Researchers from the Keck School of Medicine of the University of Southern California have identified a genetic mutation that might increase the likelihood that certain women undergoing hormone replacement therapy might develop breast cancer.
These findings, if validated, may lead to a molecular diagnostic that could help physicians better determine which women to treat with HRT.
“We already know that only some women who use hormone replacement therapy with estrogen and progestin go on to develop breast cancer,” said Giske Ursin, associate professor of preventive medicine at the Keck School, and a study co-author. “If we could have a way of picking out the subset of women who are at risk for breast cancer from using standard hormone replacement therapy, we could offer these women some other treatment for their postmenopausal complaints.”
Studying mammograms from more than 200 women, the Keck School researchers found that women with a mutation developed denser breast tissue than women without the variant after using estrogen and progestin therapy.
In their study, the researchers wanted to learn which polymorphisms might link female hormones to increased breast density. They obtained mammograms and DNA from 233 postmenopausal women ages 45-75 randomly assigned to take either estrogen-and-progestin therapy, estrogen-only therapy, or a placebo.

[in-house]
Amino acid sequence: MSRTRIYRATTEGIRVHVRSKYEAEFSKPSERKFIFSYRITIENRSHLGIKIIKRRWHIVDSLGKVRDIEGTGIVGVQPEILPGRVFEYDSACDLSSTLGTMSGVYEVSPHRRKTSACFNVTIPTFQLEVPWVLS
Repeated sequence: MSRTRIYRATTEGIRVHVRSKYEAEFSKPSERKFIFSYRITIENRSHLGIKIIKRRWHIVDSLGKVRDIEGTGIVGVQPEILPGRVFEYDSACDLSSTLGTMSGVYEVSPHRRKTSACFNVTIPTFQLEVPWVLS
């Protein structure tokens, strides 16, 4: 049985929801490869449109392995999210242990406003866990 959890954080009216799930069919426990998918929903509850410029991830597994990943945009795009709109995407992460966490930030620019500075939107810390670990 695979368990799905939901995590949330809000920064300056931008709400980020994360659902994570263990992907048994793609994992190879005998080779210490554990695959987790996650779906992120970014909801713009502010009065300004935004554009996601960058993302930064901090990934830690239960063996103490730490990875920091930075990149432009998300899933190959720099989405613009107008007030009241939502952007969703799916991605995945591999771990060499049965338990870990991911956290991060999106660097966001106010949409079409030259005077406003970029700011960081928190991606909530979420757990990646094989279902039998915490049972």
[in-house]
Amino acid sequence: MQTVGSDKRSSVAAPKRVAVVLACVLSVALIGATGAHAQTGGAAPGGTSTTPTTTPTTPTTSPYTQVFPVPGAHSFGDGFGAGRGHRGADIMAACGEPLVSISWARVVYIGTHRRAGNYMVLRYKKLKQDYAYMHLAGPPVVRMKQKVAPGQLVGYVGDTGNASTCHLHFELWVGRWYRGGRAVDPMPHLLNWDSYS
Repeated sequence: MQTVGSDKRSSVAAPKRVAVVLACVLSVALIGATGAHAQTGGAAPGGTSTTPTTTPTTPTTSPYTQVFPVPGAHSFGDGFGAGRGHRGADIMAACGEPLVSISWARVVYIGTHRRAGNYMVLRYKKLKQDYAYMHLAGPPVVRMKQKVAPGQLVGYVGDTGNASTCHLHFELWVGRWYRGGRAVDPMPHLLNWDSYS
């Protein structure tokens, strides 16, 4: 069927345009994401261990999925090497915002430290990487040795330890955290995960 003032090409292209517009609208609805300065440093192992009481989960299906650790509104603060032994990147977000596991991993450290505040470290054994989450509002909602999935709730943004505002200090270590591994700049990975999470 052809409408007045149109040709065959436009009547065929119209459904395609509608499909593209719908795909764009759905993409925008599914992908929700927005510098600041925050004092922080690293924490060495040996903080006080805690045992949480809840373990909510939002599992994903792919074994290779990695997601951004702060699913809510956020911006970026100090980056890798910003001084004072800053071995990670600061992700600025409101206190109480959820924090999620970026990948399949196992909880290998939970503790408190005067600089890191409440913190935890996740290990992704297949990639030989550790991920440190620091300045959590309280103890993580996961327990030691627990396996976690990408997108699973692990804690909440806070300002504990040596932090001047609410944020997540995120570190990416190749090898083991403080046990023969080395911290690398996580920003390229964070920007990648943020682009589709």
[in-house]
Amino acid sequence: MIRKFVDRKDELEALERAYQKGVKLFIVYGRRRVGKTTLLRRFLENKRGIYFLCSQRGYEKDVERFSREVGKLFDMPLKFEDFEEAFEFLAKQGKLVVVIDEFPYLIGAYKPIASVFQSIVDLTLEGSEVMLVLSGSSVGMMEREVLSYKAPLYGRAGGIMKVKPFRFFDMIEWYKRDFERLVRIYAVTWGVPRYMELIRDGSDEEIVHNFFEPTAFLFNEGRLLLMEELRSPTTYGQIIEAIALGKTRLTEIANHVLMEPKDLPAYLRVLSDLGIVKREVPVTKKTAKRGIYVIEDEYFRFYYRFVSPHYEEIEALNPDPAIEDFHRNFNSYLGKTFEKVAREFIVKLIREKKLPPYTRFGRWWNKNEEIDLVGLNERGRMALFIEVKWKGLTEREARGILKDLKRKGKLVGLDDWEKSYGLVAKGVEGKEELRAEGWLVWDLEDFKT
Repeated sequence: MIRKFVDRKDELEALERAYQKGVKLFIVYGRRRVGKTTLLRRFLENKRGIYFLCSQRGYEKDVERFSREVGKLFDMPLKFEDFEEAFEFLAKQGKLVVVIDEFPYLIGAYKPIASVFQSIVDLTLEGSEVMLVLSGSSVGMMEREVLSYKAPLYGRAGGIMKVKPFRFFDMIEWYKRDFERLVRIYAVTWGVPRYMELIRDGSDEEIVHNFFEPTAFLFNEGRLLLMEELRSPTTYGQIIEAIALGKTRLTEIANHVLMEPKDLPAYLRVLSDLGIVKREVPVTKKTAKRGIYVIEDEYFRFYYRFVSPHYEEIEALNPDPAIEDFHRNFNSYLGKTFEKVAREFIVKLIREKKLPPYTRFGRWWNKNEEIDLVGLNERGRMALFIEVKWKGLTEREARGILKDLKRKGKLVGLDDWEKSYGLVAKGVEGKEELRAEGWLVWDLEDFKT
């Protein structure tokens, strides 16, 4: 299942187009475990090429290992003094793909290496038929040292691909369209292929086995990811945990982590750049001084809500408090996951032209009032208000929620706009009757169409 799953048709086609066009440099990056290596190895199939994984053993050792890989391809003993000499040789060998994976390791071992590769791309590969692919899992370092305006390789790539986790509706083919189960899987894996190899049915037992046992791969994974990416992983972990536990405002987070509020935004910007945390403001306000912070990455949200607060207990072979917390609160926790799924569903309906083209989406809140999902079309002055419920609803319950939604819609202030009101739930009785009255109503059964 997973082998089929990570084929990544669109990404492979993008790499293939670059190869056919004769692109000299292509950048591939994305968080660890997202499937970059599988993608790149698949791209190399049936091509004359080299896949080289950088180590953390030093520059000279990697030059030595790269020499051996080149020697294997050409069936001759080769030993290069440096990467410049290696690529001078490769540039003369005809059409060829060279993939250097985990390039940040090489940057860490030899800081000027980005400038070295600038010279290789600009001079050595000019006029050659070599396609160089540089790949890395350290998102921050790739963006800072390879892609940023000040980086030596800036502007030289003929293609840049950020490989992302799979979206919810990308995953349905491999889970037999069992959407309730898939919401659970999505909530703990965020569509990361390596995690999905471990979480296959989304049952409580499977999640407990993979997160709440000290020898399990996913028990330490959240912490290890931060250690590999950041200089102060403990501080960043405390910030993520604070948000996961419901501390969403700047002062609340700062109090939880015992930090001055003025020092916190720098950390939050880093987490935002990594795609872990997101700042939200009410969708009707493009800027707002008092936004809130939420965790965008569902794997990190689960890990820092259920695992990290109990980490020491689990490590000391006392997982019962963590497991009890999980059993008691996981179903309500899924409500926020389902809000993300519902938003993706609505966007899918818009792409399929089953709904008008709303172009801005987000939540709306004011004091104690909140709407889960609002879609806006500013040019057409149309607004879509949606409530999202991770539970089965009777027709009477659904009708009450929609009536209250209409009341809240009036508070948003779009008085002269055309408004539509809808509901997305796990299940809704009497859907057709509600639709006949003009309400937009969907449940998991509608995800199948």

The scientists scanned each participant’s DNA for the presence of five genetic polymorphisms associated with the body’s ability to break down estrogen or progesterone: for estrogen metabolism, COMT(Val158Met), CYP1B1(V432L), UGT1A(
When the researchers took women’s mammograms 12 months into the trial and compared them to mammograms taken at baseline, they found that women on estrogen-and-progestin therapy and with either one or two copies of the AKR1C4 polymorphism had a “substantially greater” increase in breast density than women who had no copies of that polymorphism.
Among study participants as a whole, those on estrogen-and-progestin therapy saw their breast tissue grow 7 percent denser, while those taking estrogen alone had “somewhat less” of an increase in breast density. Women on placebo had no increase in breast density.
“We do not yet know whether an increase in breast density translates into an increase in breast cancer risk,” the researchers said. “However, breast density may be a measure of breast cell multiplication,” suggesting that the more breast cells multiply over a lifetime, the greater the breast cancer risk.